Anyone who’s had a rowdy animal could sympathize with wanting an easy solution to their bad behavior. We’ll admit that there are sometimes you feel the need to show them who’s the alpha. When dealing with a living, breathing animal, it’s important to question techniques that go beyond vocal admonition. But are prong collars the way to go?
What is a prong collar?
A prong collar looks like something that broke off your bicycle. Rather than keeping your two wheels running, it’s meant to be worn around a reactive – or potentially aggressive – dog’s neck in lieu of your everyday collar.
Usually made of linked metal hooks, a prong collar greatly resembles a paperclip chain whose ends face inward.
The idea is that as soon as the dog starts to react aggressively or pull at its lead, the prongs dig into its neck as a physical deterrent, meaning to stop them before they can fully exhibit bad behavior.
Some who use them leave them on their dog regularly, rather than removing it after a walk or being out in public.
The argument used in support of prong collars is that they are a training device.
People use it in hopes of preventing a dog from reacting badly to something. They’re meant for dogs known to have aggressive or undesirable behavior; i.e. not for training the new family puppy. Those in favor of using them say that they’re meant to be used in extreme circumstances for serious cases of unruly dogs.
There are a certain number of people who claim that prong collars are effective.
Some supporters say they witnessed almost instantaneous results. We have to question these results, though. They may be instantaneous, but what about in the long run?
Your average dog owner isn’t a professional and does not have a experience in dog psychology.
They argument of “I know my dog” is a bit moot when using something that greatly resembles a medieval torture device.
Many professionals who specialize in dog training have noted that rather than teaching your dog something new, prong collars just increase a dog’s discomfort and instill a new fear.
In fact, association of pain and suffering when wearing such a collar can rub off onto what a dog experiences when wearing it.
If you put a prong collar on your dog before going on a walk where you see strangers or children, the dog will associate the painful collar with these things which will lead to them to fear or even end up acting out against these things.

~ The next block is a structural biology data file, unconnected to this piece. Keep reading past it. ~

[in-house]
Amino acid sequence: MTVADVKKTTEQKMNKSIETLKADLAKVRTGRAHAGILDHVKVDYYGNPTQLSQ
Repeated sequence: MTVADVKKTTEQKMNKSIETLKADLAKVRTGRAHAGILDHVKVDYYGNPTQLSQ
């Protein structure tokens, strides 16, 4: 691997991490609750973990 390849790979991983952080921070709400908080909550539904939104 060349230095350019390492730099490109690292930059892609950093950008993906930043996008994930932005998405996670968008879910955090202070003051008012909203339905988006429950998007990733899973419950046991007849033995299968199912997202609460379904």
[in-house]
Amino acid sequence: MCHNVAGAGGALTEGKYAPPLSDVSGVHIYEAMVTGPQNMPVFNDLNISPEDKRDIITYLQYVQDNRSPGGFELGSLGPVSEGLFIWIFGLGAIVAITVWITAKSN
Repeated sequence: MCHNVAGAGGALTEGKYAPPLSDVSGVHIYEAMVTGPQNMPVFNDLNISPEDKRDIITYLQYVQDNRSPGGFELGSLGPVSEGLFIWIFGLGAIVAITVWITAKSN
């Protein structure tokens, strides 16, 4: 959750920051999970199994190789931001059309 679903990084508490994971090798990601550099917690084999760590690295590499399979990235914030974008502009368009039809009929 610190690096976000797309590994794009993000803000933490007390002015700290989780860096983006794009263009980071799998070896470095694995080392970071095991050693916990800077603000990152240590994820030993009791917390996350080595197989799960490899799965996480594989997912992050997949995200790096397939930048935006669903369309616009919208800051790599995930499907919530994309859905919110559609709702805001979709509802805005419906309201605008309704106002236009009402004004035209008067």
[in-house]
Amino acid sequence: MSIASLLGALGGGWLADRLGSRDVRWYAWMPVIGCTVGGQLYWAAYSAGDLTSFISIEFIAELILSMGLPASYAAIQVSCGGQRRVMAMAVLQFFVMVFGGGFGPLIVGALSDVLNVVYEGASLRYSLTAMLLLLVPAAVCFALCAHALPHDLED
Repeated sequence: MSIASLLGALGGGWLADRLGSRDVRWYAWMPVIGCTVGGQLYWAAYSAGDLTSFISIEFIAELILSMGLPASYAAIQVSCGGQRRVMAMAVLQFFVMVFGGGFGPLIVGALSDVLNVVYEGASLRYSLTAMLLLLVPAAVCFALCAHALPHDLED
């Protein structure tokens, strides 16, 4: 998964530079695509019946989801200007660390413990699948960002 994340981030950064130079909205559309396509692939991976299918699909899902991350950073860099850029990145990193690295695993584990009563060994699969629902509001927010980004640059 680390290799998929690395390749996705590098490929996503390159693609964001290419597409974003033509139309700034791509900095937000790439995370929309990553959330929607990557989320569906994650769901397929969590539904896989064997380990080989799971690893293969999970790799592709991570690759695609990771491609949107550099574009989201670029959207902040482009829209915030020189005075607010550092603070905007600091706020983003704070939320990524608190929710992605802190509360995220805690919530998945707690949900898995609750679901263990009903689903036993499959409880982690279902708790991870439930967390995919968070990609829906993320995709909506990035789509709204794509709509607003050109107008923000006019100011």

(Related: 17 Tips For Raising A Well-Behaved Pit Bull)
Are they cruel?
Using a prong collar on a dog is cruel as it can cause lasting physical and pyschological damage to the dog.
San Fancisco’s SPCA break down the myths and facts about prong collars.
One popular myth says that dogs’ necks have thick skin and aren’t as effected by prong collars.
The SPCA says this is very factually false – dogs’ necks actually have thinner skin on the back of their necks than humans do.
We would never imagine submitting a human to such a thing, so just imagine the pain the dog would experience.
One of the biggest arguments against prong collars is an obvious one (once you think about it): dogs can’t talk.
Their inability to properly communicate with you may be what’s causing their misbehavior, but it can also cause their misfortune.
There is no way to know what a dog is feeling.
Reading their emotions just by body language is no where near an exact science.
How in the world can you tell if a prong collar is working?
How can you tell if it’s hurting your dog?
Forcing a prong collar on a creature that can not properly communicate with you is an extremely unfair power play that asserts an unfair dominance.
In reverse, because you can not properly communicate with your dog, there is no way to be sure that your dog understands the message you are trying to send with a prong collar, thus putting its effectiveness into question.
What’s more, prong collars can cause lasting health issues.